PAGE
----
Perfect answer to overcrowded Shaolin Temple

By Zhu Linyong
0 CommentsPrint E-mail China Daily, August 26, 2010
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In the kungfu world there is a saying: "In the North, Shaolin holds sway; in the South, Wudang rules".

In recent years, however, Shaolin Temple and its kungfu have become better known thanks to superior marketing by its abbot Shi Yongxin.

"Shaolin kungfu is extremely popular in Australia and New Zealand," Jackie Sheargold, a massage therapist from New Zealand, says, mainly because it has had plenty of movie exposure and troupes of Shaolin warriors have performed all over the world.

Meanwhile the soft, poetic, internal kungfu style of Wudang has been relatively overlooked.

Slovenian Elizabeth Skuber Ostermaw says mass tourist visits are threatening Wudang.

 Slovenian Elizabeth Skuber Ostermaw says mass tourist visits are threatening Wudang.

"Shaolin has become the place to go for Chinese kungfu enthusiasts from around the world," says Norwegian Bjarte Simon Hiley, who intends to restore the balance a little by establishing a Wudang kungfu society in Norway.

He says he was disappointed to find on a recent trip to Shaolin Temple that the cradle for Zen Buddhism was excessively commercial and "only superficial skills were taught".

The city of Dengfeng, where Shaolin Temple is located, has become the largest training base for Chinese kungfu, with about 80 training schools and about 50,000 domestic and international students per year.

In contrast, Mount Wudang has less than 20 training schools, according to senior Wudang kungfu tutor Guan Yongxing.

Li Wei, a senior manager with the Wudang Taoist Kungfu Academy says they receive less than 1,000 students a year, although the academy is one of the largest and most influential training centers on Mount Wudang.

"Personally, I like it quiet," Sheargold says.

The local government and the Wudang Taoist Association say they are not planning to organize a Shaolin-style marketing campaign, though there have been changes, such as transforming the traditional academy building into a modern hotel.

In 1997, the Wudang Special Economic Zone was set up, combing the hillside town with the scenic Mount Wudang.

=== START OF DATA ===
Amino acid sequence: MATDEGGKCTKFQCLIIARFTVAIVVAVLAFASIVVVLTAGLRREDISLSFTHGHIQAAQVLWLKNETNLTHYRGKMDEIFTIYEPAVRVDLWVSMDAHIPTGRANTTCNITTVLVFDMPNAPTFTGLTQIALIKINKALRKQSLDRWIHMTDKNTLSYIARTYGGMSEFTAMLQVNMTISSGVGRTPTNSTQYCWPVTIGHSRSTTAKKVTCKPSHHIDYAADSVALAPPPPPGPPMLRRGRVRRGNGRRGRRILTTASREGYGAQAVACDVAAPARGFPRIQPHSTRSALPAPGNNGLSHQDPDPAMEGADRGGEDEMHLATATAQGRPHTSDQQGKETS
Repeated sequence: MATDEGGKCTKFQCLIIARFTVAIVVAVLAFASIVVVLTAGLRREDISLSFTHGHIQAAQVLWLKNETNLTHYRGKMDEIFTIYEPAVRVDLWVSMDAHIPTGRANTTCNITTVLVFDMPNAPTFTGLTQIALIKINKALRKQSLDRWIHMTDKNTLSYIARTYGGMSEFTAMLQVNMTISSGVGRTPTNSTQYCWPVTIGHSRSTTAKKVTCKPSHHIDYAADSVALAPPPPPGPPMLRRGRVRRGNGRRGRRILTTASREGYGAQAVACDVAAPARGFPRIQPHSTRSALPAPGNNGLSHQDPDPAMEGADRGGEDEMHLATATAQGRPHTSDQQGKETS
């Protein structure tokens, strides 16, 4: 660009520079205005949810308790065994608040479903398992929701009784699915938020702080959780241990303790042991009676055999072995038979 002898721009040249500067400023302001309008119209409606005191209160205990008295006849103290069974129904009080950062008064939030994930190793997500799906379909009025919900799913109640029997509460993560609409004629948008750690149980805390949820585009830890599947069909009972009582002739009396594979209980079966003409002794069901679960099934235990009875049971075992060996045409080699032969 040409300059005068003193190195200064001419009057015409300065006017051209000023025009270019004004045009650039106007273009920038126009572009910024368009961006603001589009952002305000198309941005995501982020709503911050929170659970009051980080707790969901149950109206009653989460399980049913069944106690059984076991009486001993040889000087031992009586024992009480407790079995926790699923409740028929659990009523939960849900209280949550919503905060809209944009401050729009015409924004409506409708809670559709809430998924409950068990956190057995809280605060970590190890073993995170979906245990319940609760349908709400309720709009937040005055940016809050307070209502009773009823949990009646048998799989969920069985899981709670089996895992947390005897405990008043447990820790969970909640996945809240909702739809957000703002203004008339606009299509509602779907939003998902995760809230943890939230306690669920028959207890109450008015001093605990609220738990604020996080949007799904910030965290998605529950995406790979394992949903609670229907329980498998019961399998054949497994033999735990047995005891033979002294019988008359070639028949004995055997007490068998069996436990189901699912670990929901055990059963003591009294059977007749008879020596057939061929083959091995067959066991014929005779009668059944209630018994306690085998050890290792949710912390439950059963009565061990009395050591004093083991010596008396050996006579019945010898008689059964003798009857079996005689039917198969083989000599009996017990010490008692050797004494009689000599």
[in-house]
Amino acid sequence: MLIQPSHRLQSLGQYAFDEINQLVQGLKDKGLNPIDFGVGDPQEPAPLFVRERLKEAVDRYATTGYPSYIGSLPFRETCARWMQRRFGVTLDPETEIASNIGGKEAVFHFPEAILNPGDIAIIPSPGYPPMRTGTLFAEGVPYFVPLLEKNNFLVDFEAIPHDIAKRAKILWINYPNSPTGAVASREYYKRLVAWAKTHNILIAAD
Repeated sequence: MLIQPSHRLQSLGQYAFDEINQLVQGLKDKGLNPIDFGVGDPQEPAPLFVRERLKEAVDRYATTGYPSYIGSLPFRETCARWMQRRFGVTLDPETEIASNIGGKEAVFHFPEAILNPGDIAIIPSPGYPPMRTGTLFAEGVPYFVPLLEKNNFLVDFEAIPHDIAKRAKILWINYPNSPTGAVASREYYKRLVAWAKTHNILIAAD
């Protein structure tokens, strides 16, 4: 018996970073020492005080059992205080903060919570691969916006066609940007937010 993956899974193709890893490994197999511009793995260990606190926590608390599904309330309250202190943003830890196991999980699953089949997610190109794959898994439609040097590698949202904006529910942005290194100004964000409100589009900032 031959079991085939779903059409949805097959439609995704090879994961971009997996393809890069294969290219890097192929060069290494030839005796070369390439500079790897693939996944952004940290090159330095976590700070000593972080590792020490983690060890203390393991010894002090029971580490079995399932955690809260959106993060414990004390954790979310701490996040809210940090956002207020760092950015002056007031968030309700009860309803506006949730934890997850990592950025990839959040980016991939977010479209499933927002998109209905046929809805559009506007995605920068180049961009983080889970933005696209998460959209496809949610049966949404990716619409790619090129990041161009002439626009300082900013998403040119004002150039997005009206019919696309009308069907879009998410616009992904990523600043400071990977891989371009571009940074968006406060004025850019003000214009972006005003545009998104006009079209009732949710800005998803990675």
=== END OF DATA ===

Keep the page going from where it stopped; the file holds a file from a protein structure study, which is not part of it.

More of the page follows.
Last year, an expressway linking Mount Wudang and Xi'an was built so that it takes just two-and-a-half hours for visitors to get there after a visit to the Terracotta Warriors. Additionally, an airport is under construction and will be operating in two years, local officials say.

Meanwhile, more business facilities and hotels are being built around the mountains, a cable car going to the Golden Palace on the summit of Mount Wudang is being refurbished; new movies featuring Wudang warriors are being produced; and Wudang kungfu festivals such as the upcoming one in October have been held since 2008.

Also, Wudang kungfu, tai chi and Taoist shows are being staged daily from July to September at the Group Level Squares of the Shanghai Expo site, in the hope of attracting more visitors to Mount Wudang.

Slovenian Chinese studies expert Elizabeta Skuber Osterman, however, believes "cheap mass tourist visits to Wudang are threatening the century-old cultural heritage site".

She says visitors speaking loudly to each other and on their mobile phones, drinking alcohol, smoking and littering at the Taoist holy site should be discouraged.

"The culture of which you are so proud will soon decline, if these cheap mass tours to Wudang are to continue," Osterman says.

"It is important to develop tourist trips to Wudang where people come to be serious and humble ..." she adds.

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